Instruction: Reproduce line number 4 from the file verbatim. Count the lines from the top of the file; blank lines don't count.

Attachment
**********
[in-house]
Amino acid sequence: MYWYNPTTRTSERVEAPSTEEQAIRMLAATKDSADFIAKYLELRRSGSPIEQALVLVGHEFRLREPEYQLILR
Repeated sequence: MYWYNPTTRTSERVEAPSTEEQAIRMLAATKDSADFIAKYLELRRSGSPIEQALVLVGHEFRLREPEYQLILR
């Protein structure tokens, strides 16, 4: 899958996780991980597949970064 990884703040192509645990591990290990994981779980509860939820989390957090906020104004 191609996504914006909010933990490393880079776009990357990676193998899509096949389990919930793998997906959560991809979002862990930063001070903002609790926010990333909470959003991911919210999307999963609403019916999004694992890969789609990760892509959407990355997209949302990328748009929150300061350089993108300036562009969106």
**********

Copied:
């Protein structure tokens, strides 16, 4: 899958996780991980597949970064 990884703040192509645990591990290990994981779980509860939820989390957090906020104004 191609996504914006909010933990490393880079776009990357990676193998899509096949389990919930793998997906959560991809979002862990930063001070903002609790926010990333909470959003991911919210999307999963609403019916999004694992890969789609990760892509959407990355997209949302990328748009929150300061350089993108300036562009969106």